I just forced a fern leaf peony, Paeonia tenuifolia, by accident. It was a happy accident. And Iíve stumbled into this sort of thing before.
My first time was long ago, and it was with a hydrangea. It was unplanned, and not surprisingly, I didnít know what I was doing. As usual, with accidents you learn something, and it often leads to doing it again, with other plants,and doing it better.
It happened because I often pot up shrubs and perennials, sometimes because I bought them and havenít gotten them into the ground yet, sometimes because I bought them and have no idea where I am going to plant them. These are hardy plants, but they wonít take as much winter as their kin planted in the ground. I move them up next to the foundation for some protection, but sometimes I forget.
One I forgot was that hydrangea, left abandoned at the end of the garden path. I happened to notice it during a bitter cold spell. I brought it into the basement to thaw out and promptly forgot it again. Hydrangeas are quite forgettable.
A few weeks later I noticed it was sprouting, pale leaflets trying to grow in the dark. I brought it upstairs, put it on the cool sun porch, and it bloomed while there was still snow on the ground. I was delighted. I decided this was something I could do on purpose.
And I did, though it took me a few times to get it right. Doing it on purpose was harder than doing it by accident.
I leave pots outside until Christmas or early January, long enough so that they know itís winter, not so long that the roots go sub-zero. Or sometimes during a January thaw I may dig up plants and bulbs for forcing. I learned that they donít like to come immediately into living room temperatures. Even in our sweater compliant house, they wake up too fast and blossoms can blast. Mimic spring. Keep them cool at first (they donít need light at this point), then warmer. If you can do it in stages, that is ideal. It turns out my basement followed by the unheated sun porch worked perfectly. My usual proscription against fertilizing plants indoors in winter doesnít apply to plants sprouting leaves and trying to grow. Feed them, but lightly.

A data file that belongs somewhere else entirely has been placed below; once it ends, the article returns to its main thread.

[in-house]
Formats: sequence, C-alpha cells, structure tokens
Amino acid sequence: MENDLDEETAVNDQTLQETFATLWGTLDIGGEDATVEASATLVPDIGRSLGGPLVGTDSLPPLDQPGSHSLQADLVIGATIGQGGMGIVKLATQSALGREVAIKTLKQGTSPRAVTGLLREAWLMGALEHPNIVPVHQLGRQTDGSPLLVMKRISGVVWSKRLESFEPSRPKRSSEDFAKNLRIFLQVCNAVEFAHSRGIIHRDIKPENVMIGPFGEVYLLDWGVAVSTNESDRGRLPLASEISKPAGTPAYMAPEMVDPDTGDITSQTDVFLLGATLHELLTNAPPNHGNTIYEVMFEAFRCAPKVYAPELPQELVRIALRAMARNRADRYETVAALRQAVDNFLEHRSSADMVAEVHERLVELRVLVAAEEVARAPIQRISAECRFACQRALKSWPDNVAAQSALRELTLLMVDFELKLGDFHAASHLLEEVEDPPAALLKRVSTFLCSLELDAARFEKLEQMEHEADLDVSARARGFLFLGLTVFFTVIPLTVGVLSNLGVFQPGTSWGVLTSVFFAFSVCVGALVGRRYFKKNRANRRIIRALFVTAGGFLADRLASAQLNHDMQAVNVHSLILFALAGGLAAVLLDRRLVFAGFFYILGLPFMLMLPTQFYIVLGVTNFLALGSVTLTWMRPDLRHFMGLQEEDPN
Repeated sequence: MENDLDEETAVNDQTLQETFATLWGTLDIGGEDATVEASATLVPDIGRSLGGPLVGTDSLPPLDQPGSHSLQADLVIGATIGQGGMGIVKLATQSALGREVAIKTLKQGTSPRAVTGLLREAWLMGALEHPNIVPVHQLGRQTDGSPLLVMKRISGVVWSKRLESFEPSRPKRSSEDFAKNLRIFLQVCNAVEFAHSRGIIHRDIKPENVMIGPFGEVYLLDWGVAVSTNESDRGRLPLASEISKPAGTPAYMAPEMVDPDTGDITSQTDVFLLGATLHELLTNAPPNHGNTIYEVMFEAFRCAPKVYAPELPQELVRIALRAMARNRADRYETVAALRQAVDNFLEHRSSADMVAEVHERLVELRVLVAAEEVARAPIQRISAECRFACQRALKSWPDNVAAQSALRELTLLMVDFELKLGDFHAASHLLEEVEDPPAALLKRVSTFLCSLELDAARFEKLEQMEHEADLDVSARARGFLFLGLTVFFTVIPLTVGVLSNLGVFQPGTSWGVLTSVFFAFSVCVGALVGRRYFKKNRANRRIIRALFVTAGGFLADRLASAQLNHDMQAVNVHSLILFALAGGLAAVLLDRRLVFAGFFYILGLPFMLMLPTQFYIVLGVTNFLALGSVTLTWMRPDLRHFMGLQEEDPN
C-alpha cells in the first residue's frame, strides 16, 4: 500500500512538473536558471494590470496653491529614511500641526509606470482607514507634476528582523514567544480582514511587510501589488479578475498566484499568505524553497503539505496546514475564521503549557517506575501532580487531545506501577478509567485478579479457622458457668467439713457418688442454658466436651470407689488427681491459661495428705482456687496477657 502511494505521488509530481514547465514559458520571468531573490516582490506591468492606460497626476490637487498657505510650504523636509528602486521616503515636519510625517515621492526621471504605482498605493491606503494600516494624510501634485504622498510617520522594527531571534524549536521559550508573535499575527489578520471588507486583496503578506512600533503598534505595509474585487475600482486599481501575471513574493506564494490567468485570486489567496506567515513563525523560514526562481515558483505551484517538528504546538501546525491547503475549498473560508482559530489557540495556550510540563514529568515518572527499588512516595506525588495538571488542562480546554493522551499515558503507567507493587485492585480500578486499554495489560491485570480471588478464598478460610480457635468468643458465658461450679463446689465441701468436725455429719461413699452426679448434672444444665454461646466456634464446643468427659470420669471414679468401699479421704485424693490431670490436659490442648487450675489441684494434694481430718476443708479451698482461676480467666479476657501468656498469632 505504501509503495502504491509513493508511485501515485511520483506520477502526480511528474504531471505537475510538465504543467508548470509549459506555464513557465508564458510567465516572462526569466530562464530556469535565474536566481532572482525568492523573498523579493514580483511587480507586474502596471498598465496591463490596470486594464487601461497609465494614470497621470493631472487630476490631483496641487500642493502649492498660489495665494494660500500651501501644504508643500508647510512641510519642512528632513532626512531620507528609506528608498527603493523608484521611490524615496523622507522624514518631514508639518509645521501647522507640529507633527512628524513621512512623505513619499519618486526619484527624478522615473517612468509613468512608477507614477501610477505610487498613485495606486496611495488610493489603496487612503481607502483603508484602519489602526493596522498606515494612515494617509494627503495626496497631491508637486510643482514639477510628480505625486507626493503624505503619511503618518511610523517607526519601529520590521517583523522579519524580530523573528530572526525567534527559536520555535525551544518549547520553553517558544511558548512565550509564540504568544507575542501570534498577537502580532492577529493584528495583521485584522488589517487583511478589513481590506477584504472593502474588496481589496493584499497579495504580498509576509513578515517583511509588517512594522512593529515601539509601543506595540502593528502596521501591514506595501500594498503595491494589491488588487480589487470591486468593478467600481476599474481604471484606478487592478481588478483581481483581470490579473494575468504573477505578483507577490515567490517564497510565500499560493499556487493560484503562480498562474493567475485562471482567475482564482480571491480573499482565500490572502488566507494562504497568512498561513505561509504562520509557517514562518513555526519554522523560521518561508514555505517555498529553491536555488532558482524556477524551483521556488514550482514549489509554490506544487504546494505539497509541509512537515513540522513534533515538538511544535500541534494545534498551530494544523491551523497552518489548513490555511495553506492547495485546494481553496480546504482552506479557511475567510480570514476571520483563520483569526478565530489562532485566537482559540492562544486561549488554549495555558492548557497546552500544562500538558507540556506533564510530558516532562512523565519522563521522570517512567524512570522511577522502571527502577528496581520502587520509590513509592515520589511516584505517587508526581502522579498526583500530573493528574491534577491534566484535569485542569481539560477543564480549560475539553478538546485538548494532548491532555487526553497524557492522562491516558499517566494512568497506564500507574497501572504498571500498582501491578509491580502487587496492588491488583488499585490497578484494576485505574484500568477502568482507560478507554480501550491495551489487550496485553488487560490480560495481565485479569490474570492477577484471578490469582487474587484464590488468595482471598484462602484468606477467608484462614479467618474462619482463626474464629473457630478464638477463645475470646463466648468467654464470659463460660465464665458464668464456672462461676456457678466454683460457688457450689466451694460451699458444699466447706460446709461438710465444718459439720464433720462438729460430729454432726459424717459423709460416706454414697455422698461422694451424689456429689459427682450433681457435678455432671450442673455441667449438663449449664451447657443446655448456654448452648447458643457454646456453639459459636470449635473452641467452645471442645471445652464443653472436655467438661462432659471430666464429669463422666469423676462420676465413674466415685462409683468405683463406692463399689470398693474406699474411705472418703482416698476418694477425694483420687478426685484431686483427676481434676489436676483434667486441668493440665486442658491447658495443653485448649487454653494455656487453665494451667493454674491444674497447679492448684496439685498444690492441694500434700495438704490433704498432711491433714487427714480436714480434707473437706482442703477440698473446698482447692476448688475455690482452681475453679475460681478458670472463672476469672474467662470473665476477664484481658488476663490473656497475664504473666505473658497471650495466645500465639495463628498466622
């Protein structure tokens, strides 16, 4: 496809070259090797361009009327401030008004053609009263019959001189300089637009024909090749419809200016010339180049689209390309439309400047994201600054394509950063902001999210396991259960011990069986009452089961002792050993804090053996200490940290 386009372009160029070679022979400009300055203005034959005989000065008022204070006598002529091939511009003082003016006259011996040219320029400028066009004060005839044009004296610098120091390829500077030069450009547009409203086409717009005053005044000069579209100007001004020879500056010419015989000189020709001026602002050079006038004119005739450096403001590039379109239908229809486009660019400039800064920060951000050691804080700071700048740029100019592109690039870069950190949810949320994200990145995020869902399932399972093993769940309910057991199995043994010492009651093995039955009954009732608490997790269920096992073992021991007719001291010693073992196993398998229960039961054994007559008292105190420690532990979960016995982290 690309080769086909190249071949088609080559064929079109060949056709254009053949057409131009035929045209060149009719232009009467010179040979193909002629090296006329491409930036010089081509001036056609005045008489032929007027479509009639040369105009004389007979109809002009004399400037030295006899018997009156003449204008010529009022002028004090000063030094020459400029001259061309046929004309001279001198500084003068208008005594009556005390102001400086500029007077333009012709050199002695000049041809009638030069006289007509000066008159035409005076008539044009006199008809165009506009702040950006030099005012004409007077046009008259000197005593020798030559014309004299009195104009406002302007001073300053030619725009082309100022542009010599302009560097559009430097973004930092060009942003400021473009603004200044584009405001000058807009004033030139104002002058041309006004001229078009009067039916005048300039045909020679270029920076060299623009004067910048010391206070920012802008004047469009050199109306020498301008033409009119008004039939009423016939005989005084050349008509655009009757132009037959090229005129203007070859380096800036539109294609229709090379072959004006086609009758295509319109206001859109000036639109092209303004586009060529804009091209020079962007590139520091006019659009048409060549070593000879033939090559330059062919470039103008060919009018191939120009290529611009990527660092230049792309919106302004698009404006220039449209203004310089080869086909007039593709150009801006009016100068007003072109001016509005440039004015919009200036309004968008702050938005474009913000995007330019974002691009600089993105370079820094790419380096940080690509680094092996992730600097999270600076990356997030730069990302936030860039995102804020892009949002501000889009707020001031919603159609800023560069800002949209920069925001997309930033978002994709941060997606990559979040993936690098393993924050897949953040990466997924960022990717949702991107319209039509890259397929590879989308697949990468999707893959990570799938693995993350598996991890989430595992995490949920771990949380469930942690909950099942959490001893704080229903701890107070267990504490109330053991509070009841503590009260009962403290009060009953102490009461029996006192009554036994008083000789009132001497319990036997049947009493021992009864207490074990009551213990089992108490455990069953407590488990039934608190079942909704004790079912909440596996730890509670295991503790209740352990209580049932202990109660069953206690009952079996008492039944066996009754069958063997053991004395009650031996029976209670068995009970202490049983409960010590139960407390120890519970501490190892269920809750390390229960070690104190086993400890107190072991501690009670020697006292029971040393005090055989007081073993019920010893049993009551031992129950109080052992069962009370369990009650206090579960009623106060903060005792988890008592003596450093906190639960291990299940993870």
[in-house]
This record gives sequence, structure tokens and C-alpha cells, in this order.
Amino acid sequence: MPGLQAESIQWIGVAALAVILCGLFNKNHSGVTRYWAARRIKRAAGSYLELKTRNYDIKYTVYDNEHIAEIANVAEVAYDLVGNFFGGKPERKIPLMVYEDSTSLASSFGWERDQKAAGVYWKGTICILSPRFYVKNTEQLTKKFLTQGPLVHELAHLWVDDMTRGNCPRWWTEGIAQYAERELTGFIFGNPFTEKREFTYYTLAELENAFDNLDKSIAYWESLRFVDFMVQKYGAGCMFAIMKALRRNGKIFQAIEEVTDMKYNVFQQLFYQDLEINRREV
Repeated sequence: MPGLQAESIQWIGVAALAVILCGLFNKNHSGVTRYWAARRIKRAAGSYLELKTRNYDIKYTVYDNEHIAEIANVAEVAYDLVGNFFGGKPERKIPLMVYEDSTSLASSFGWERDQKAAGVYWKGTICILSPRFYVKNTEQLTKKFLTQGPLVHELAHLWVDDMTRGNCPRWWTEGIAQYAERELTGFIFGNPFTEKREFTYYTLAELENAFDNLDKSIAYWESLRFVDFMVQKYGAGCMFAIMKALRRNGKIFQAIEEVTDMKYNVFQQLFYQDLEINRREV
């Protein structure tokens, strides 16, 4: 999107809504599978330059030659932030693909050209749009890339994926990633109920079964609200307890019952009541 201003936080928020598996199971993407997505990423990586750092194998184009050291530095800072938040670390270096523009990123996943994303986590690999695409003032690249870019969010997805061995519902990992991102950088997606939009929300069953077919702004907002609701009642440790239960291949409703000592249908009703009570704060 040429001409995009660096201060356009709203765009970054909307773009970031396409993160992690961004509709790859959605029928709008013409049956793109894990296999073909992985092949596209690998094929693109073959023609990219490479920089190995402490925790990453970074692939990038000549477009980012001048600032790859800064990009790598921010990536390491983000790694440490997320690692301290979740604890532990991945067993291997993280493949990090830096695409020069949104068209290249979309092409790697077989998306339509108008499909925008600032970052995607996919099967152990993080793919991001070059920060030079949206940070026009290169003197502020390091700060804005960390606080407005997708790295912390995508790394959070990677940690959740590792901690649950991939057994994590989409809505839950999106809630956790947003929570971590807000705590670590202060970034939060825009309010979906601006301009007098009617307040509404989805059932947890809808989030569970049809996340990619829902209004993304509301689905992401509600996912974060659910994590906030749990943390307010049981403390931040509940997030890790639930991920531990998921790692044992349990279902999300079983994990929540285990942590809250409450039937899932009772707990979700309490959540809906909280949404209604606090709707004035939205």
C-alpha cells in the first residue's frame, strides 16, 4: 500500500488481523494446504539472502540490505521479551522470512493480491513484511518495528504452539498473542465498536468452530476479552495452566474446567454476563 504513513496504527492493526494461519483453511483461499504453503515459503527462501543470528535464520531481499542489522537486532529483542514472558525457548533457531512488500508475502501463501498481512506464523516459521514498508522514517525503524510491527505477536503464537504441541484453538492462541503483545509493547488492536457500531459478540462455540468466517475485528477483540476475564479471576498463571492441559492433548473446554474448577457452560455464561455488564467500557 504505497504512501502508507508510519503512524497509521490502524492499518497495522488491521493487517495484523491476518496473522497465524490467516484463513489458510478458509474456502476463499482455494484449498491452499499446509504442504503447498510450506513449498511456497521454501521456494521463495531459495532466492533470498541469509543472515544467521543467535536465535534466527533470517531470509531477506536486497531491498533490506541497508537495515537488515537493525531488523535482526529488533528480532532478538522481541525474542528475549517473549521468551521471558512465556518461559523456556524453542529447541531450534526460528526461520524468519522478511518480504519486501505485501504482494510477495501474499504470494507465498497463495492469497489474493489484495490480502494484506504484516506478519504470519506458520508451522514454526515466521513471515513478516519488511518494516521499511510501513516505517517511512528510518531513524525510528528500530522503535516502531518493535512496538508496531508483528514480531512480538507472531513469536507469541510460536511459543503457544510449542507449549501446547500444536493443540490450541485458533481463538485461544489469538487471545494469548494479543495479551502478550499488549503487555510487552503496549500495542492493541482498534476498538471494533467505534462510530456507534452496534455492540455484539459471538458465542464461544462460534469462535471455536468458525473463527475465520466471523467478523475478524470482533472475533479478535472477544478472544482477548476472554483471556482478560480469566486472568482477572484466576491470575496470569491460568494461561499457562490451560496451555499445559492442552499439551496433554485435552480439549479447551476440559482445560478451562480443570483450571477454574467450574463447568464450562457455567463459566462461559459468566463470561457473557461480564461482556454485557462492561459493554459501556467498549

The fern leafed peony is a similar story. What a wonderful plant! Tough as nails, our ancestors carried the roots west in covered wagons and planted them around farmhouses on the prairie. Given minimal care, they will last for decades. Or more. I suspect some of those pioneer plants are still growing feral around long ruined houses.
Given their rugged nature and the fact that they multiply if fed well, I have no idea why they are so hard to find commercially and so heart-grabbing expensive, often around fifty bucks. But for those who are not afraid of spending serious money on plants, they are certainly worth it.
Mine has fire engine red fully double flowers above two foot ferny foliage. It had been in the ground for at least twenty years when I decided to move it. Though they donít really ever need dividing, I replanted the big chunk but put a couple of pieces in gallon pots for Ö I dunno. I just did. Though they would be perfectly happy outdoors all winter, in the chaos of hauling in less hardy plants I brought in one of the small peonies. I didnít even notice what it was, just another black nursery pot, until it sprouted. No mistaking that foliage.
Along with several other plants I have tricked, it will take the edge off February.
Duane Campbell is a nationally known agricultural expert. He can be reached at 12 Burgess Drive, Towanda, PA 18848 or e-mail firstname.lastname@example.org.